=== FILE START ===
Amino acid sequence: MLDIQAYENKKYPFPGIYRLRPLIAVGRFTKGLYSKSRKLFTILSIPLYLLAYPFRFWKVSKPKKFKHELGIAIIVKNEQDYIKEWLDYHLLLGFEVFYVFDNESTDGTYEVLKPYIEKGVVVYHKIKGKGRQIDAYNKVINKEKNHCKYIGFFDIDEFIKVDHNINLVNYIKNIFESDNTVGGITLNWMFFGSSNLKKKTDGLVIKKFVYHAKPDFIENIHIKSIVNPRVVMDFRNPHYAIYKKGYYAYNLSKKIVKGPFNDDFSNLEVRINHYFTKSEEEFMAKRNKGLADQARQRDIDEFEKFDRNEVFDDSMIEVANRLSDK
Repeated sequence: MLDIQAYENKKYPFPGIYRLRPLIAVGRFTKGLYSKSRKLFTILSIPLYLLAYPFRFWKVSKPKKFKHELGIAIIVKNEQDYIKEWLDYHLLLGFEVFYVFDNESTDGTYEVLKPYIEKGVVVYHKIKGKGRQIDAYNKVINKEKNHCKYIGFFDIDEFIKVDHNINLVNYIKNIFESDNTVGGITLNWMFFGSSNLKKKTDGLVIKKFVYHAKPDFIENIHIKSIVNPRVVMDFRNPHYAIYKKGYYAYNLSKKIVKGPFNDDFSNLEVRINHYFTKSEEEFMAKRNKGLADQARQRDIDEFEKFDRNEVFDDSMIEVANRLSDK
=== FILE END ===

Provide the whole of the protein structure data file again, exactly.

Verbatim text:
Amino acid sequence: MLDIQAYENKKYPFPGIYRLRPLIAVGRFTKGLYSKSRKLFTILSIPLYLLAYPFRFWKVSKPKKFKHELGIAIIVKNEQDYIKEWLDYHLLLGFEVFYVFDNESTDGTYEVLKPYIEKGVVVYHKIKGKGRQIDAYNKVINKEKNHCKYIGFFDIDEFIKVDHNINLVNYIKNIFESDNTVGGITLNWMFFGSSNLKKKTDGLVIKKFVYHAKPDFIENIHIKSIVNPRVVMDFRNPHYAIYKKGYYAYNLSKKIVKGPFNDDFSNLEVRINHYFTKSEEEFMAKRNKGLADQARQRDIDEFEKFDRNEVFDDSMIEVANRLSDK
Repeated sequence: MLDIQAYENKKYPFPGIYRLRPLIAVGRFTKGLYSKSRKLFTILSIPLYLLAYPFRFWKVSKPKKFKHELGIAIIVKNEQDYIKEWLDYHLLLGFEVFYVFDNESTDGTYEVLKPYIEKGVVVYHKIKGKGRQIDAYNKVINKEKNHCKYIGFFDIDEFIKVDHNINLVNYIKNIFESDNTVGGITLNWMFFGSSNLKKKTDGLVIKKFVYHAKPDFIENIHIKSIVNPRVVMDFRNPHYAIYKKGYYAYNLSKKIVKGPFNDDFSNLEVRINHYFTKSEEEFMAKRNKGLADQARQRDIDEFEKFDRNEVFDDSMIEVANRLSDK